Here are the basic materials: a metal biscuit tin, scavenged from my office, a sheet of 2mm MDF (A4 size), impact adhesive and painter's caulk.
Everything you need!
First, cut the rim off the biscuit tin lid - carefully, there's almost nothing like sheet metalwork for lacerating your fingers! This gives you a very rough sheet of very thin steel.
Mind your fingers!
Glue this to the MDF with a good thick layer of impact adhesive. Now leave it to dry completely before proceeding further. A wallpaper seam roller gives good service ensuring everything is properly stuck down. I glued it down with the painted side up. Later coats of paint should be able to bond to this.
The basic material
Once it's dry, key the metal surface slightly with emery or wet and dry. Then mark out your movement trays with a suitable marker pen. I've gone for sections roughly 85x60mm, with slightly curved, but parallel, sides. This will allow me to place figures three wide and two deep, but with a slightly random arrangement. Before I did any marking out and cutting I spent an evening playing around with cardboard templates until I was happy I would get what I wanted, and then a good long time working out how to cut out what I wanted so as to leave the minimum waste. Just because it's cheap doesn't mean you should waste it! I managed to get five pieces that size out of the sheet, plus a single piece that will take four figures abreast.
Laid out and ready to go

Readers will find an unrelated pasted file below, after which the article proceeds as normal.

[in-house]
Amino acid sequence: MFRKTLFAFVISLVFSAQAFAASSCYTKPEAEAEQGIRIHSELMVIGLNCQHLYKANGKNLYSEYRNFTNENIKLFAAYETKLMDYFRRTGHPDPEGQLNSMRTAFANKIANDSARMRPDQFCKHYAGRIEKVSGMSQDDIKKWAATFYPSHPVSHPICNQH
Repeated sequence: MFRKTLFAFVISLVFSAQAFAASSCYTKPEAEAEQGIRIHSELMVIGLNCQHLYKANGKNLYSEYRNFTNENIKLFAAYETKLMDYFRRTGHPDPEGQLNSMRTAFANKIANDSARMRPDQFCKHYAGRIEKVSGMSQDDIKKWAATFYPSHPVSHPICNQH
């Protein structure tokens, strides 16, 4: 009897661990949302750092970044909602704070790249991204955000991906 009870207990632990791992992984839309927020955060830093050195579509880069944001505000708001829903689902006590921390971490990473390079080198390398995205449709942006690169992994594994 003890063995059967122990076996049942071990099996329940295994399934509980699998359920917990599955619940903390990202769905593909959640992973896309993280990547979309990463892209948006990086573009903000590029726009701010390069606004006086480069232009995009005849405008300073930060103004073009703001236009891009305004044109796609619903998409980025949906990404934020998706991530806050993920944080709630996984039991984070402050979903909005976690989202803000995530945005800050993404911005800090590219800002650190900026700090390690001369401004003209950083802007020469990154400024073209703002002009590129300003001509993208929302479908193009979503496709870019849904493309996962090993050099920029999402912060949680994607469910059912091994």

I cut the trays out using a scroll saw. Make sure the blade is set so the teeth point DOWNWARDS! You could use a manual fretsaw, but obviously it will take a lot longer. Twenty minutes (and only one blade!) later I had a pile of six pieces cut out. The edges aren't too bad, and everything stayed glued together through the cutting process. Clean the swarf away with emery cloth.
Tray-shaped pieces, ready for the next stage
Add a bead of painter's caulk to the edge of the tray. This will cover the rough metal edge, the metal to MDF join, act as a surface for adding basework, and stop the figures sliding off. What more could you ask? Use a wet finger to move the caulk into place and shape it once you've squeezed it on with a skeleton gun.
One thing to take note of. Make sure you use acrylic painter's caulk and NOT silicone sealant. The latter is more or less impossible to paint. Ask me how I know...
One interesting and totally unwelcome fact: when I varnished the trays, suddenly the marker pen re-appeared through the layers of paint! These had got a coat of black car spray and about five or six different coats of stippled and drybrushed acrylics and emulsions, and there was no sign of the marker pen. A quick coat of Pledge floor wax and it stands out like a bucket on a billiard table (as my old man used to say).
Finished at last!
A few quick dashes of acrylic remedies this. Job's a good un! Here they are with Arthur's companions, some Saxon warriors and Pictish armoured spearmen to show how they work.
Three-way knock-down drag-out fight? I'm in!
Total cost for the six trays? Well, you'd struggle to stretch it to £1.50 for the whole set. Cheap even at my prices!
Merry Meet Again!